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After Sean Taylor: DJ Esquire Starts Law Firm


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http://www.nbc10.com/newslinks/9332483/detail.html

MySpace, Your Job

MIRAMAR, Fla. -- Social networking sites, such as MySpace.com, have parents concerned about predators preying on their children. Now, there is a new concern for adults and what their employers are finding out about them.

From 9 a.m. to 5 p.m., Mike Grieco was a high-flying Miami-Dade County prosecutor on a high-profile case against Washington Redskins safety Sean Taylor. By night, the 30-year-old morphed into DJ Esquire at Automatic Slims on South Beach.

"One has nothing to do with each other," Grieco said.

But last month, his two careers collided, forcing Grieco to resign because of his MySpace.com Web page.

"They were pretty much saying I was using my MySpace account and using my involvement in a publicity case and promoting that to further my D.J. career," Grieco said.

Grieco was allegedly using links to news articles about the trial and compromising the case's integrity, NBC 6's Amara Sohn reported. And, there was racy material.

Many on the social networking Web sites assume their private lives are only publicized among friends, posting photos of themselves wearing nothing, partying too hard, smoking marijuana.

"Things they say, pictures they take and articles they write and even comments on chat rooms can all be searched," said business management professor Dr. John Sullivan.

Employers and job recruiters are now digging up your "digital dirt," going beyond the resume. Sam Terelli represents companies who have admitted it.

"Sometimes they find unflattering or negative or troubling information, and they will either elect not to hire the person and, in the worst case, they might actually fire the person," Terelli said.

A recent survey of job recruiters found 77 percent of them uncovered information about job candidates using the Web, and 35 percent eliminated a candidate based on that information.

"If it's something you would have trouble sharing with your mom or putting on the front page of the Miami Herald, then I wouldn't put it on a Web site," Terelli said.

Word is spreading to graduating seniors. The University of Miami's career center sent an e-mail warning that sites such as "Facebook, MySpace and Friendster" are used by "many employers" as a "decision-making tool" for jobs, getting "access to the real you," and using interns to screen the Web pages.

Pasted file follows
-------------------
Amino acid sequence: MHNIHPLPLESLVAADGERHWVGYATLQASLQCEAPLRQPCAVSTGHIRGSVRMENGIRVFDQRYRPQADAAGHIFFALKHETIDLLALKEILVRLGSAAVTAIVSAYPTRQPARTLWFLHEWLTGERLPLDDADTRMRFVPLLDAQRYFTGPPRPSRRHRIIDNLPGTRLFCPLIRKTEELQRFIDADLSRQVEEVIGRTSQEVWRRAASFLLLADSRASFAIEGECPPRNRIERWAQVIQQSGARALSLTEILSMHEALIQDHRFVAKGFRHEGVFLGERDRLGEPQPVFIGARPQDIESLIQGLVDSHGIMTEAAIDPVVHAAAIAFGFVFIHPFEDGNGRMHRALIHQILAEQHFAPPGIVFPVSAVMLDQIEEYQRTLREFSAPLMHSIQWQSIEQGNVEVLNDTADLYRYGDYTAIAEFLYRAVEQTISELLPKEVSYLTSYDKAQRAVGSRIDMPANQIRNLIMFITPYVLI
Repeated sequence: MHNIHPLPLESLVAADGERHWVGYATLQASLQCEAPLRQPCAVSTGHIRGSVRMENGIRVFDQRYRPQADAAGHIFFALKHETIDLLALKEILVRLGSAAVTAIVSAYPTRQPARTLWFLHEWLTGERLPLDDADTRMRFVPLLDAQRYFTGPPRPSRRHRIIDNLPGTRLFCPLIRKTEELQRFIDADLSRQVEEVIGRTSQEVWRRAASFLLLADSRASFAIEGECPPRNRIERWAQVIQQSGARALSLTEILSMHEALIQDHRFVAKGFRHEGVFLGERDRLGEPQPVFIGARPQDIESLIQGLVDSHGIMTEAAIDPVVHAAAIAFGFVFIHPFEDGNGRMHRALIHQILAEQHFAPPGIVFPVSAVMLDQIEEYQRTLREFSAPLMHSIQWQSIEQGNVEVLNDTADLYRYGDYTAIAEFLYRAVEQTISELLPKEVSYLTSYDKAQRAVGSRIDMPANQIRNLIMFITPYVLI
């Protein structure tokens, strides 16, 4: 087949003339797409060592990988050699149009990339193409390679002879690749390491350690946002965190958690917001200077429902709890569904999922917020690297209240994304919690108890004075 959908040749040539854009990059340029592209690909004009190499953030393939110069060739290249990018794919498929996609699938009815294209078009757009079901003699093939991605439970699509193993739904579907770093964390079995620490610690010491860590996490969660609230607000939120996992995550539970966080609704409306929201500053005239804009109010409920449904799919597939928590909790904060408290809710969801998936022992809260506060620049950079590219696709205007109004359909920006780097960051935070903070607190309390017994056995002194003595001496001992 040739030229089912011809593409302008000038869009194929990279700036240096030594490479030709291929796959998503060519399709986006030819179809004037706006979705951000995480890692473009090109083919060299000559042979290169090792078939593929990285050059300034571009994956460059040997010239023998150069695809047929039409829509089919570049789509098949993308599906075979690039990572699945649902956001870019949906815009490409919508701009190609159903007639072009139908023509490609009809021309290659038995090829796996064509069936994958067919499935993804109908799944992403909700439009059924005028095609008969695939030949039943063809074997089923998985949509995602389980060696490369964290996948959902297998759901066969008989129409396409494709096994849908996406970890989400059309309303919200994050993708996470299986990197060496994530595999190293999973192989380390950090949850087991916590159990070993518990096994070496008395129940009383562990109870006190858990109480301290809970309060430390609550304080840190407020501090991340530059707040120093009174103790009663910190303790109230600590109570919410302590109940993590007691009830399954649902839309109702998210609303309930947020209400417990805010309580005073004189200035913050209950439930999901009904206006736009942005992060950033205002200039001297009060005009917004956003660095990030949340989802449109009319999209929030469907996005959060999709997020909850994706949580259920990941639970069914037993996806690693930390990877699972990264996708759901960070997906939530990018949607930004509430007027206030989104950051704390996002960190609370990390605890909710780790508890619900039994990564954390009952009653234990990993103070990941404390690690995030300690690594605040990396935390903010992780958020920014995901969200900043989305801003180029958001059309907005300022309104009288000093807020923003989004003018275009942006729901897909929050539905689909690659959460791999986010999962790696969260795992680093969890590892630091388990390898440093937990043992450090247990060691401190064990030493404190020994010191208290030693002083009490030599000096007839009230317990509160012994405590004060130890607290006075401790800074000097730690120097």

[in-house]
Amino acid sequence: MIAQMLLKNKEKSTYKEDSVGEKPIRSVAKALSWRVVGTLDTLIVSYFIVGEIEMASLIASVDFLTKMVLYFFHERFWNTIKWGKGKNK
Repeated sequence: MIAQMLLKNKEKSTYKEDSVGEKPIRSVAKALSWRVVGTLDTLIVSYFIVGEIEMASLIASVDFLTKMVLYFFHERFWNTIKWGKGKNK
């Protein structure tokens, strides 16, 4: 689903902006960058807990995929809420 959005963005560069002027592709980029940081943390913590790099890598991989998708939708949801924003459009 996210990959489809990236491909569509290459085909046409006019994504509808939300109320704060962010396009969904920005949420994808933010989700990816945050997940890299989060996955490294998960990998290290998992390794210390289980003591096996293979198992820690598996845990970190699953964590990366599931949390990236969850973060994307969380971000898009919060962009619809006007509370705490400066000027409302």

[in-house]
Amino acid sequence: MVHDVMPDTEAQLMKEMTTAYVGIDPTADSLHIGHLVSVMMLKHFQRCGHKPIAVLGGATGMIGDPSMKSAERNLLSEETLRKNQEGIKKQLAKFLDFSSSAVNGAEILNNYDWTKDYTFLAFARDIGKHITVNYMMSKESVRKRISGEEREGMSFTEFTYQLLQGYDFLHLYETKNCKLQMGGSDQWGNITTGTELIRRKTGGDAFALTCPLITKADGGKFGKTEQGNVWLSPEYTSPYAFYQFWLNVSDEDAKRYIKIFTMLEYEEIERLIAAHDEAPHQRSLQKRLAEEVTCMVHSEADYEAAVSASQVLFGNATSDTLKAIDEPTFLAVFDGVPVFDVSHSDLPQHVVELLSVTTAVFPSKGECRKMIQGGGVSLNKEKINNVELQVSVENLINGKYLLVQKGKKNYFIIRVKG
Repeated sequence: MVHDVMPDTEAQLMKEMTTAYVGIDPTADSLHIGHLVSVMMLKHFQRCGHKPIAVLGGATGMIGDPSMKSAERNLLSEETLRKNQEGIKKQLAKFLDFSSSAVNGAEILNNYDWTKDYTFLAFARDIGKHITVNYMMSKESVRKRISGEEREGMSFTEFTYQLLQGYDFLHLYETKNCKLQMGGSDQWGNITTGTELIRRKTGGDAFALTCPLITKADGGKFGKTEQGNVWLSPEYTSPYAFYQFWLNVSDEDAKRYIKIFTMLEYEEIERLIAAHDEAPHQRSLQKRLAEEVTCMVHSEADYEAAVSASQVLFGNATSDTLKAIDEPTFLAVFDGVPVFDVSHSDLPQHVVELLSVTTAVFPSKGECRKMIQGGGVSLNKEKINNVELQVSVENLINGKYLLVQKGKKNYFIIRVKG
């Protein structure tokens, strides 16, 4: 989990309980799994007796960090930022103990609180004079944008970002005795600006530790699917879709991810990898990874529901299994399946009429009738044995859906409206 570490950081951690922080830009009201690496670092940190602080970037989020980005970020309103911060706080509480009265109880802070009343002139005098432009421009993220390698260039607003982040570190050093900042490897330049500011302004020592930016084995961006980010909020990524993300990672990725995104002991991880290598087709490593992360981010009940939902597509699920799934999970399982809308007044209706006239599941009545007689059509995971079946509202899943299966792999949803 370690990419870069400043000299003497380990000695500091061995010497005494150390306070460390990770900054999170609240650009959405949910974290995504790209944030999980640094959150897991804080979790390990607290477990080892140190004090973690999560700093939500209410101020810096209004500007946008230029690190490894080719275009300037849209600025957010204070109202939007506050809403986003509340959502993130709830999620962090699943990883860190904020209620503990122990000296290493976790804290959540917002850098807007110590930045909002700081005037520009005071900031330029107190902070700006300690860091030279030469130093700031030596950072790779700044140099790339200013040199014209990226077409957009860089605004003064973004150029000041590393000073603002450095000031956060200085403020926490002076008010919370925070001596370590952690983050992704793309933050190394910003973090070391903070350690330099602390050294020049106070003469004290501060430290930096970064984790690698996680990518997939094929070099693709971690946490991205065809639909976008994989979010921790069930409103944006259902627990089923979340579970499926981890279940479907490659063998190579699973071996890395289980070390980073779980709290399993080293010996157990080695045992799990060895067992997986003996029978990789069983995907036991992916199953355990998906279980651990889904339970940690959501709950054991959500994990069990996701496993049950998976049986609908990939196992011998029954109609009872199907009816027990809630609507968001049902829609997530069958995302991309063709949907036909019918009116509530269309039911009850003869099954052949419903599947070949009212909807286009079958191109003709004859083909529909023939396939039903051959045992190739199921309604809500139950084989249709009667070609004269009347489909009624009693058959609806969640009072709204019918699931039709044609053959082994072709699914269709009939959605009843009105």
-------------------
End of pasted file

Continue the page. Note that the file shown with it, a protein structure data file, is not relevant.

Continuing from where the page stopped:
"I had a quote up on my page that one of my friends has said when they were drunk. It was really silly, but I took it down because I figured if an employer saw it, they might think it was kind of weird," said UM senior Camille Betances.

Drexel University senior Margaret Wang also took down her digital dirt after being alerted of the trend.

"There are a lot of my friends who have graduated who are interviewing or who have finally gotten jobs. They've told me about employers who have searched them," Wang said.

"It's just like a person's resume now," said Jeff Benjamin, interactive creative director of a large Miami ad agency.

Benjamin said you can use the same sites to your advantage. He regularly logs on to find creative job candidates.

"We try and focus, use it as a positive tool. It's not meant to weed people out, more to find the right people," Benjamin said.

Unfortunately, Grieco's Web page struck the wrong note.

"The electronic age -- you can take advantage of it for your own benefit. At the same time, you can get burned. In my case, I got burned," Grieco said.

Grieco was able to bounce back from his Internet indiscretion. He's starting up his own criminal law firm and still working as a DJ every weekend in South Beach and in Fort Lauderdale.

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I bet Grieco will have a lot of business for his criminal law firm judging from the company he keeps at Automatic Slims and the people he tries to keep out of jail in Dade county. He's got a friggin ego that's for sure. As Taylor's fame goes up this tool's popularity goes down. He'll always be remembered as a DJ. La who sir.

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